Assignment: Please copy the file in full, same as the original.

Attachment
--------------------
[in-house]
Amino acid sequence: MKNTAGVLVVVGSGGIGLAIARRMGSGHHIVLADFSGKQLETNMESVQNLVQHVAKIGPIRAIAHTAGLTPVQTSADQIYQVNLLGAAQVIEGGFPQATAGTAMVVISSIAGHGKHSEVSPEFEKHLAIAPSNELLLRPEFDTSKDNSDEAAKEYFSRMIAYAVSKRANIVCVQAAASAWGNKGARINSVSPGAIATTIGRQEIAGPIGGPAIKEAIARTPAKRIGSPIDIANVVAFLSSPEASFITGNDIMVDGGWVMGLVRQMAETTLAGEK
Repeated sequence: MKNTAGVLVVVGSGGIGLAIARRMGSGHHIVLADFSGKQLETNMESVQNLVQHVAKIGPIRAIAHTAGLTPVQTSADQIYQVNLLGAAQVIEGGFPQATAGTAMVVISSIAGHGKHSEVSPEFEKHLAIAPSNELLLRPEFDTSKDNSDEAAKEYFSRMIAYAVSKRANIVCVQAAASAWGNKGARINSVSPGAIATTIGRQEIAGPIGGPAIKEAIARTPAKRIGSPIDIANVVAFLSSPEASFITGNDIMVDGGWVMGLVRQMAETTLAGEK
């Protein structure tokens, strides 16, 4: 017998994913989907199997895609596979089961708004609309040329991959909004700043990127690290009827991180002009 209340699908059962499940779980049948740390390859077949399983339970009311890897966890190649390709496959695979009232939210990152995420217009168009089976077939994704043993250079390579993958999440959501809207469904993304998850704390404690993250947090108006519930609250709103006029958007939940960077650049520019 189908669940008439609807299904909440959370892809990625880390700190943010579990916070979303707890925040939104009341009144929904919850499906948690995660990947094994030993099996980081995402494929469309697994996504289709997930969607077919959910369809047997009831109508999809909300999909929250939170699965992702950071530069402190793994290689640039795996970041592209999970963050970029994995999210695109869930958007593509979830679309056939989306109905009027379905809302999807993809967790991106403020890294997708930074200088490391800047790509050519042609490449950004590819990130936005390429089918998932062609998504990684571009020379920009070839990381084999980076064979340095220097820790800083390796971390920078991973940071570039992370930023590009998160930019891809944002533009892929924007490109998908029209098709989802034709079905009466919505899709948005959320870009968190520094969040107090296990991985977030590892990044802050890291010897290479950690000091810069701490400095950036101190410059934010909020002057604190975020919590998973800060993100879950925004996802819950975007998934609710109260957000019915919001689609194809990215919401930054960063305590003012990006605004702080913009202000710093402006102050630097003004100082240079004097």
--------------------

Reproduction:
[in-house]
Amino acid sequence: MKNTAGVLVVVGSGGIGLAIARRMGSGHHIVLADFSGKQLETNMESVQNLVQHVAKIGPIRAIAHTAGLTPVQTSADQIYQVNLLGAAQVIEGGFPQATAGTAMVVISSIAGHGKHSEVSPEFEKHLAIAPSNELLLRPEFDTSKDNSDEAAKEYFSRMIAYAVSKRANIVCVQAAASAWGNKGARINSVSPGAIATTIGRQEIAGPIGGPAIKEAIARTPAKRIGSPIDIANVVAFLSSPEASFITGNDIMVDGGWVMGLVRQMAETTLAGEK
Repeated sequence: MKNTAGVLVVVGSGGIGLAIARRMGSGHHIVLADFSGKQLETNMESVQNLVQHVAKIGPIRAIAHTAGLTPVQTSADQIYQVNLLGAAQVIEGGFPQATAGTAMVVISSIAGHGKHSEVSPEFEKHLAIAPSNELLLRPEFDTSKDNSDEAAKEYFSRMIAYAVSKRANIVCVQAAASAWGNKGARINSVSPGAIATTIGRQEIAGPIGGPAIKEAIARTPAKRIGSPIDIANVVAFLSSPEASFITGNDIMVDGGWVMGLVRQMAETTLAGEK
């Protein structure tokens, strides 16, 4: 017998994913989907199997895609596979089961708004609309040329991959909004700043990127690290009827991180002009 209340699908059962499940779980049948740390390859077949399983339970009311890897966890190649390709496959695979009232939210990152995420217009168009089976077939994704043993250079390579993958999440959501809207469904993304998850704390404690993250947090108006519930609250709103006029958007939940960077650049520019 189908669940008439609807299904909440959370892809990625880390700190943010579990916070979303707890925040939104009341009144929904919850499906948690995660990947094994030993099996980081995402494929469309697994996504289709997930969607077919959910369809047997009831109508999809909300999909929250939170699965992702950071530069402190793994290689640039795996970041592209999970963050970029994995999210695109869930958007593509979830679309056939989306109905009027379905809302999807993809967790991106403020890294997708930074200088490391800047790509050519042609490449950004590819990130936005390429089918998932062609998504990684571009020379920009070839990381084999980076064979340095220097820790800083390796971390920078991973940071570039992370930023590009998160930019891809944002533009892929924007490109998908029209098709989802034709079905009466919505899709948005959320870009968190520094969040107090296990991985977030590892990044802050890291010897290479950690000091810069701490400095950036101190410059934010909020002057604190975020919590998973800060993100879950925004996802819950975007998934609710109260957000019915919001689609194809990215919401930054960063305590003012990006605004702080913009202000710093402006102050630097003004100082240079004097």